From UNL Theatre to mom to web star, Hensley returns for popular #IMomSoHard live shows

Kristin Hensley. Photo by Michael Reinmiller.
Kristin Hensley. Photo by Michael Reinmiller.

From UNL Theatre to mom to web star, Hensley returns for popular #IMomSoHard live shows

calendar icon29 Sep 2016    

Lincoln, Neb.--Their online videos feature casual conversations about school picture day, good lies to tell your kids and friends, the challenges of finding summer activities for your kids, wearing Spanx, removing body hair from various locations on your body, and the lack of sleep that mothers endure.


Kristin Hensley (B.A. Theatre 1998) and Jen Smedley are two Los Angeles-based mothers originally from Nebraska, who created the highly successful web series #IMomSoHard.


Find them on Facebook, Instagram, Pinterest and You Tube, where they have racked up more than 20 million views of their videos. They are returning to Nebraska this weekend for five sold-out live shows, titled “IMomSoHard:  A Mom’s Night Out Live Comedy Show,” in Omaha and Lincoln, including Oct. 1-2 at the Rococo Theatre, sponsored by Fat Brain Toys.


Hensley thinks their honesty about these topics is what resonates with their audience.


“I think women communicate much differently than men. We do it in the privacy of a small group, sort of like, ‘Hey, come over, oh my God, let’s have a glass a wine. I’m going to tell you what I did. I really screwed this up,’” she said. “But it’s not something you usually broadcast, and we broadcasted it. And I think it’s like letting women open the curtain and be like, ‘Oh my God, I dropped my kid when he was nine months old, too, and he’s fine.’”


It’s almost like giving women permission to laugh at those honest moments in life.


“I think there’s this idea that we can laugh at ourselves,” Hensley said. “We’re always going to try to be better than we are. Always. That’s who we are as moms. I haven’t met one mother who has been like, ‘I’m nailing this. I’m awesome. I’ve got it all figured out.’ Because you know their kid is going to come out with like a tattoo on their neck when they’re 7. I think there’s this need for us to say just because you’re not perfect, it doesn’t disqualify you from being attractive or cool or fun.”


Hensley returned to the University of Nebraska–Lincoln on Sept. 28 to visit with students in Professor of Theatre Paul Steger’s class about what her life has been like since leaving campus.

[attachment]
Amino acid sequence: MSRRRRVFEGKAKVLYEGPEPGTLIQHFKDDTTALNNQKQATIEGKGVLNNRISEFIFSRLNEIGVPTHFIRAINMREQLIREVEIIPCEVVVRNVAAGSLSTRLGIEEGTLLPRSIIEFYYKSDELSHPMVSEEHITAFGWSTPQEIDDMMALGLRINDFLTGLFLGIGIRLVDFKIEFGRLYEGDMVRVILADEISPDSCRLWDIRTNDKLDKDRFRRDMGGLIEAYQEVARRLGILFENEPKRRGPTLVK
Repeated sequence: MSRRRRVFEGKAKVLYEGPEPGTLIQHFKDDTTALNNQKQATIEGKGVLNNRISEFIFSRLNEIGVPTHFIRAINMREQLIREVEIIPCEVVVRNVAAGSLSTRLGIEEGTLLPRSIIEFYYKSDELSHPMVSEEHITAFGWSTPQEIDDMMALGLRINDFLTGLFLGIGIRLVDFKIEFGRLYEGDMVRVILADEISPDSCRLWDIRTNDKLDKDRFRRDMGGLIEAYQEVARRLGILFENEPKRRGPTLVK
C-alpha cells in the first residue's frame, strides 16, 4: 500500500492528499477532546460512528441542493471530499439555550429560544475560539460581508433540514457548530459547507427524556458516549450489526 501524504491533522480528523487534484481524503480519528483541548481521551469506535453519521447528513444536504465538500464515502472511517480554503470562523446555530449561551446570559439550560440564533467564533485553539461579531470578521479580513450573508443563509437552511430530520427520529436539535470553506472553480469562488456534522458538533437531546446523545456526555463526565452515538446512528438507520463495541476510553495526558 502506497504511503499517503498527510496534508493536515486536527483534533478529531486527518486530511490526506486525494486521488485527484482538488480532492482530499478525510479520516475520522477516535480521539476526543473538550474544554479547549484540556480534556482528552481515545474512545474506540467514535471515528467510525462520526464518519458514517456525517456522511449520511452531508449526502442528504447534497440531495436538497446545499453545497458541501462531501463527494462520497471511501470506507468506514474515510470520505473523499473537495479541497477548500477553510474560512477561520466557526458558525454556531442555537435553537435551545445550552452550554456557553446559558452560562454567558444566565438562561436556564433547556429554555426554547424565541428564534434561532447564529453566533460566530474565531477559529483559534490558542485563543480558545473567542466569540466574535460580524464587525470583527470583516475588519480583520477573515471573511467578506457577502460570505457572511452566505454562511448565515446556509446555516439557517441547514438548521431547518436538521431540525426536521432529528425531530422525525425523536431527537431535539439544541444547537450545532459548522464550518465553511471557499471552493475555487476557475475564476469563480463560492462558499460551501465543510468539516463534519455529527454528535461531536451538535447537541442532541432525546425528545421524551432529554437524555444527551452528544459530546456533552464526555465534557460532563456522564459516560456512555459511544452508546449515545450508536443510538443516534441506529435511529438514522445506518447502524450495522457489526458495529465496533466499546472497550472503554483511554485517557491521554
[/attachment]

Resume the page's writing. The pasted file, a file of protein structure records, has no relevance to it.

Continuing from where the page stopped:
#IMomSoHard uploaded their first video just this past Mother’s Day in May.


“Five months in, and we’ve had 20 million views, so it’s super intense,” Hensley said. “We toyed with the idea after a night of wine and bawling because we thought we were failing miserably as mothers. And we were like, ‘I’m sure when we’re done crying, this will be funny.’”


In their video conversations, they are friends who talk to each other, and the viewer is like the third friend who watches and laughs.


“I think we just felt that there is this idea that, as a mother and as a woman, you 1) have to be perfect and 2) you don’t have a good sense of humor,” Hensley said. “You can’t make fun of yourself or find comedy in these situations. Everything is serious. I just don’t think women are like that. I think women like to have a good time, and I think the videos prove that. The more honest we were about ourselves and our own experiences, and when you take out the snark and you’re just honest, the better it was.”


Hensley is originally from Central City, Nebraska, and graduated from the University of Nebraska–Lincoln. Smedley went to Nebraska Wesleyan University and is originally from Bellevue, Nebraska. They were in similar circles in both Lincoln and Los Angeles, but it took a while for their paths to cross.


“Our worlds were like this [circling each other] down to people we’ve performed with that we never met,” she said. “My roommate and her performed together, and I never met her. It’s so bizarre. And then we moved to L.A. and lived four blocks from each other in little, tiny Venice near the beach. Always riding our beach cruisers. Never met. Had done comedy in the same circles. Never met. Then one day, we were in this super, weird little theatre, and we were back to back and Nebraska came up. I turned, and the rest was history. We met our now husbands and had our kids within this same time, so our lives melded together because of that.”